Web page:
German World War II commerce raiders

Hilfskreuzer Atlantis.jpg

The German auxiliary cruiser Atlantis (HSK 2), known to the Kriegsmarine as Schiff 16 and to the Royal Navy as Raider-C, was a converted German Hilfskreuzer (auxiliary cruiser), or merchant or commerce raider of the Kriegsmarine, which, in World War II, travelled more than 161,000 km (100,000 mi) in 602 days, and sank or captured 22 ships with a combined tonnage of 144,384. Atlantis was commanded by Kapitän zur See Bernhard Rogge, who received the Oak Leaves to the Knight’s Cross of the Iron Cross. She was sunk on 22 November 1941 by the British cruiser HMS Devonshire.

Commerce raiders do not seek to engage warships, but rather attack enemy merchant shipping; the measures of success are tonnage destroyed (or captured) and time spent at large. Atlantis was second only to Pinguin in tonnage destroyed, and had the longest raiding career of any German commerce raider in either world war. She captured highly secret documents from SS Automedon. A version of the story of Atlantis is told in the film Under Ten Flags with Van Heflin appearing as Captain Rogge.

Displacement: 17,600 t (17,300 long tons)
Length: 155 m (509 ft)
Beam: 18.7 m (61 ft)
Draught: 8.7 m (29 ft)

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Die Glenearn, ein Schwesterschiff der Glengarry

German auxiliary cruiser Hansa

The Hansa was an auxiliary cruiser of Germany‘s Kriegsmarine used during World War II.

She was known to the KM as HSK 5(II) (i.e., the second of that designation; the first was Pinguin), or also as Schiff 5. She was not given a raider letter by the Royal Navy as she did not enter active service as a commerce raider. The last German vessel to be converted into an auxiliary cruiser, the Hansa was named after the Hanseatic League.

Hansa was originally conceived as the cargo ship Glengarry. She was taken over by the Germans during the occupation of Denmark, while under construction at Burmeister & Wain (B&W) in Copenhagen. She was temporary renamed Zielschiff Meersburg and served as a target ship for the 27th U-boat flotilla.

In the winter of 1942/43, she was sent to the Wilton shipyard in Rotterdam, and later to Blohm & Voss, Hamburg, where she was converted into an auxiliary cruiser. She bore the designation HSK 5(II), reflecting the number of the ship yard she was converted in.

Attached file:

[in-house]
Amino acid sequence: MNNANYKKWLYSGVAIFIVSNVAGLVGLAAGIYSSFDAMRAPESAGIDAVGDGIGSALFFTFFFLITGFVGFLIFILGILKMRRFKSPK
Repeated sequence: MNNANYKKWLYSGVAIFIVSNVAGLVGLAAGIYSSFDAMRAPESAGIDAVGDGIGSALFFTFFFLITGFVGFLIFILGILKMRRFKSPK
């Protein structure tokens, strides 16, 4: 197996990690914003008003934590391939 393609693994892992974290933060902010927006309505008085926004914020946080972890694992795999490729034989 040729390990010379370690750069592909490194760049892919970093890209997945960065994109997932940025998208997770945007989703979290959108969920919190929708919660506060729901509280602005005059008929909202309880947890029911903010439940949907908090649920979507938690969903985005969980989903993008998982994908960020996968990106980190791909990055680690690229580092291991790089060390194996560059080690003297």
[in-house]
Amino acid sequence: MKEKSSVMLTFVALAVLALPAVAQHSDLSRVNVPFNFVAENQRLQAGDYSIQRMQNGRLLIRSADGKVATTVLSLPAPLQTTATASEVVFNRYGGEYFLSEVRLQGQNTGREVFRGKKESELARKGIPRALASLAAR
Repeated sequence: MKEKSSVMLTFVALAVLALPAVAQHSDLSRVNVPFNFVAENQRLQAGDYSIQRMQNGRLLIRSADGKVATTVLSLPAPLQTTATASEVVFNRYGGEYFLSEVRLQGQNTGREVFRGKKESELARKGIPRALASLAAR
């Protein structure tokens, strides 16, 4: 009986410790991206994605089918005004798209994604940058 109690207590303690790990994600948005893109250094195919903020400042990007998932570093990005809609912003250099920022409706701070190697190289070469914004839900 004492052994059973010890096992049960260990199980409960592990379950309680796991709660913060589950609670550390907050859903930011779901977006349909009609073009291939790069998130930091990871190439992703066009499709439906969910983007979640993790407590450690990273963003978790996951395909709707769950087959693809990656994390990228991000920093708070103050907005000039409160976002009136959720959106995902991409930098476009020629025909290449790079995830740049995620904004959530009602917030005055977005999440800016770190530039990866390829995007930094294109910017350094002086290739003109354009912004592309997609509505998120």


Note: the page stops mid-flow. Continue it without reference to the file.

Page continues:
De-commissioned as a Hilfskreuzer in February 1944 the ship became a Kadettenschulschiff (cadet training ship).

From September 1944 to May 1945 she participated in the Baltic Sea evacuations, transporting over 12,000 soldiers and civilians at a time. The Hansa was the last ship, which escaped from Hela (pol. Hel).

Displacement: 19,200 tons
Length: 153 m (502 ft)
Beam: 20.1 m (66 ft)
Draft: 8.7 m (29 ft)

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Komet (auxiliary cruiser).jpg

German auxiliary cruiser Komet

Komet (German for comet) (HSK-7) was an auxiliary cruiser of Germany‘s Kriegsmarine in the Second World War, intended for service as a commerce raider.  Known to the Kriegsmarine as Schiff 45, to the Royal Navy she was named Raider B.

After completing one successful raid in the South Pacific, she was sunk by British motor torpedo boats in October 1942 whilst attempting to break out into the Atlantic on another.

Displacement: 7,500 tons
Length: 115.5 m (379 ft)
Beam: 15.3 m (50 ft)
Draught: 6.5 m (21 ft)

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Die Kormoran auf See, 1940

German auxiliary cruiser Kormoran

The German auxiliary cruiser Kormoran (HSK-8) was a Kriegsmarine (German navy) merchant raider of World War II. Originally the merchant vessel Steiermark, the ship was acquired by the navy following the outbreak of war for conversion into a raider. Administered under the designation Schiff 41, to the Allied navies she was known as “Raider G.” The largest merchant raider operated by Germany during World War II, Kormoran was responsible for the destruction of 10 merchant vessels and the capture of an 11th during her year-long career in the Atlantic and Indian oceans.

Australian cruiser HMAS Sydney in 1940